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Thursday, June 20, 2024 | Back issues
Courthouse News Service Courthouse News Service

Russia pounds Kharkiv front, Putin and Xi deepen ties in fight against Western-led order

As the war in Ukraine rages on, Russian President Vladimir Putin went to Beijing to strengthen his relationship with Chinese President Xi Jinping in their struggle with the West.

(CN) — With his troops opening new fronts and advancing on the front lines in Ukraine, Russian President Vladimir Putin deepened ties with Chinese President Xi Jinping on Friday as the two leaders hardened their alliance against the Western-led world order.

Putin, accompanied by top figures in his government, arrived in Beijing on Thursday for two days of talks that included signing an agreement to develop “strategic cooperation,” promote a “multipolar world” and oppose “unilateral hegemony,” a term they use to refer to U.S. global dominance.

It was Putin's first foreign trip since he was sworn in for a new six-year term earlier this month and underscored how Moscow and Beijing have grown closer since the war in Ukraine broke out in February 2022 and drew the world into what many experts view as a new Cold War.

Putin was received with full military honors at the Great Hall of the People next to Tiananmen Square on Thursday and he spent most of Friday with Xi.

From Moscow's perspective, Putin's welcome in Beijing highlighted the Russian leader's success over the course of a war that has raged for 814 days.

Far from being shunned, Xi and leaders of other major developing nations have refused to condemn Putin. It even can be said his position has been strengthened globally with other major developing countries joining BRICS, an organization seeking to counter the U.S.-led economic and political system. Russia is a leading BRICS member.

Meanwhile, Russia's economy has weathered the barrage of Western sanctions and it's even rebounding strongly. Since the invasion, Russia has increasingly depended on China for technology and some consumer imports while exporting cheap energy to China. Trade between the two countries increased to $240 billion last year.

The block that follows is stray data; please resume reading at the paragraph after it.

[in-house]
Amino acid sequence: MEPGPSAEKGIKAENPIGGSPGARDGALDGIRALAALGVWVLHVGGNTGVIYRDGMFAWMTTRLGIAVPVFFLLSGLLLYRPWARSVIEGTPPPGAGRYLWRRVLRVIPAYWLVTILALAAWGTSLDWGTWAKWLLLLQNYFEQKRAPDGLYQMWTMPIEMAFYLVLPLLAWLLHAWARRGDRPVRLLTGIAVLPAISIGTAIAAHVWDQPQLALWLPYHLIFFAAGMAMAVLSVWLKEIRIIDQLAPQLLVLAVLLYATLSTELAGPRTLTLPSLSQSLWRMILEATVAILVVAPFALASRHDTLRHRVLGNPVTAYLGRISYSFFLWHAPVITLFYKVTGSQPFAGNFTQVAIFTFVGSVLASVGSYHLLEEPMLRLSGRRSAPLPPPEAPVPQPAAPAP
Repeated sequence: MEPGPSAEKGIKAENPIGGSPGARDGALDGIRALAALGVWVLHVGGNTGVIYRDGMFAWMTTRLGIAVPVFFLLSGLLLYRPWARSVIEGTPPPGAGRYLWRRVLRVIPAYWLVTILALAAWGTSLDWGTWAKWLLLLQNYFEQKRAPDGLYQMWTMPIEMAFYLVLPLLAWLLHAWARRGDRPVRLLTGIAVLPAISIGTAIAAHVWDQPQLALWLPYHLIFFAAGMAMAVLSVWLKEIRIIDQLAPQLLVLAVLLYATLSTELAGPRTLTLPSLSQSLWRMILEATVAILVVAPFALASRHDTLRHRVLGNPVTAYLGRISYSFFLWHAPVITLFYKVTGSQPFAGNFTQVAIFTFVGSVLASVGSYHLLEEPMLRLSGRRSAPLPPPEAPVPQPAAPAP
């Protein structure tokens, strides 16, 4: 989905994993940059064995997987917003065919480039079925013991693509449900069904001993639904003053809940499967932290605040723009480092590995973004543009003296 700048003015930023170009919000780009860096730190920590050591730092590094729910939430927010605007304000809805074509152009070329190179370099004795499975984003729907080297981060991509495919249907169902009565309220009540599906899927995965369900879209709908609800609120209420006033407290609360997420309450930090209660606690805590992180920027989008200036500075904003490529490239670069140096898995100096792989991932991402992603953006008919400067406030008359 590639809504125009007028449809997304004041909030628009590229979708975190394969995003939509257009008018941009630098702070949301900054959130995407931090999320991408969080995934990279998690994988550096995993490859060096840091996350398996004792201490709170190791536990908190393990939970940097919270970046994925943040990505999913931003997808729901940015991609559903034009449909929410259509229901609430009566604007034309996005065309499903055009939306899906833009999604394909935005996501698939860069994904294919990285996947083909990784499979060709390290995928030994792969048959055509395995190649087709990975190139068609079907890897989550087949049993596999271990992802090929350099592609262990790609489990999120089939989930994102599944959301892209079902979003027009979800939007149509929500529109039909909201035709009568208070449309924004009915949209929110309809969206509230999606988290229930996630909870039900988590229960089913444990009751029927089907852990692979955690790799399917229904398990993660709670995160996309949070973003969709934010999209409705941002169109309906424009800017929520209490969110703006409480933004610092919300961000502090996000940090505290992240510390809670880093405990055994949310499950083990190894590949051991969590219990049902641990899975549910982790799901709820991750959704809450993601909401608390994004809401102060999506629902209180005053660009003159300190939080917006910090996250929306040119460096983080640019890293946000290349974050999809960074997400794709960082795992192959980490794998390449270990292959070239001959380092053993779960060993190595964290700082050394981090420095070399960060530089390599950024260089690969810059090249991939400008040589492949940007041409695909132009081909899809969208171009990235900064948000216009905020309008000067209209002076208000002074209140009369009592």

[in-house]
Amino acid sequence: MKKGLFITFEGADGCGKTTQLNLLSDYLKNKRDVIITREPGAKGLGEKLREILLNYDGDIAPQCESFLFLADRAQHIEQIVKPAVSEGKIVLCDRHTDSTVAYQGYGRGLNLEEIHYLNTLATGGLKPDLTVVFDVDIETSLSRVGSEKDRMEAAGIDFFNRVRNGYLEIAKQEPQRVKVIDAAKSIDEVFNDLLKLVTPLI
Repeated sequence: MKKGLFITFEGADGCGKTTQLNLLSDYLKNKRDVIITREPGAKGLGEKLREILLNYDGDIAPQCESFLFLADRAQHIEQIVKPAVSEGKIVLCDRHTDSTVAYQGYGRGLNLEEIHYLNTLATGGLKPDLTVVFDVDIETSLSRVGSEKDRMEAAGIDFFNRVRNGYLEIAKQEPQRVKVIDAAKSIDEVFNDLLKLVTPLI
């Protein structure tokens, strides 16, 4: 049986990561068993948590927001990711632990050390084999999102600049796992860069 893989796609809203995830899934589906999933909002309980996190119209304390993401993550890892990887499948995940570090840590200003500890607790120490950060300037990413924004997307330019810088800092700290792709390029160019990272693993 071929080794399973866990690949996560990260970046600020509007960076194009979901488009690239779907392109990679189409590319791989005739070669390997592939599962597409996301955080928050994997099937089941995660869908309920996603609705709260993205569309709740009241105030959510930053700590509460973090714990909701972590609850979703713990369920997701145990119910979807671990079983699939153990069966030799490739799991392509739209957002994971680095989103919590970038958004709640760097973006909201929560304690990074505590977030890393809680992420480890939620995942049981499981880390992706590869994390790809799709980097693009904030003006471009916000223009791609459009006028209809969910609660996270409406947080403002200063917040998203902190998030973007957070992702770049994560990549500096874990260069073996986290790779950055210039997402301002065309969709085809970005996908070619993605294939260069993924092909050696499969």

Russian President Vladimir Putin, right, and Chinese Vice President Han Zheng, left, visit the Russian-Chinese EXPO in Harbin, northeastern China's Heilongjiang Province, on Friday, May 17, 2024. (Sergei Bobylev, Sputnik, Kremlin Pool Photo via AP)

Putin's support outside the West was confirmed Friday as China and South Africa announced they would not participate in a peace summit in Switzerland next month. The summit will be built around a peace plan proposed by Ukraine that effectively calls for Russia's capitulation in the war. It demands Russia withdraw its troops from all the Ukrainian territory it has occupied, including Crimea, and pay reparations.

For Moscow, the proposal is ridiculous — especially now that it has the clear advantage on the battlefield.

Evidence shows that Russian troops, artillery, drones and aircraft are disproportionately pounding Ukrainian defenses and forcing Ukrainian troops to retreat in numerous spots along the front line.

Since capturing the strategic town of Avdiivka in February, Russia has not made any new major breakthroughs. However, it appears Moscow's strategy has long been not so much about seizing territory but rather about wearing down its adversary.

In the third year of war, Ukraine is struggling with a lack of soldiers, ammunition, equipment and air defenses. For months, Western and Ukrainian leaders and military analysts have depicted the situation as dire for Kyiv's forces, though Ukrainian President Volodymyr Zelenskyy and his Western backers insist the tide can turn as U.S. military aid arrives in greater amounts after Congress recently approved a $61 billion arms package.

The situation may become even worse for Ukraine in the coming weeks as it becomes more apparent that Russia, with its far superior firepower and troop levels, has begun to go on the offensive.

Over the past week, Russian troops opened a new front by attacking Ukrainian defenses near Kharkiv, the country's second-largest city.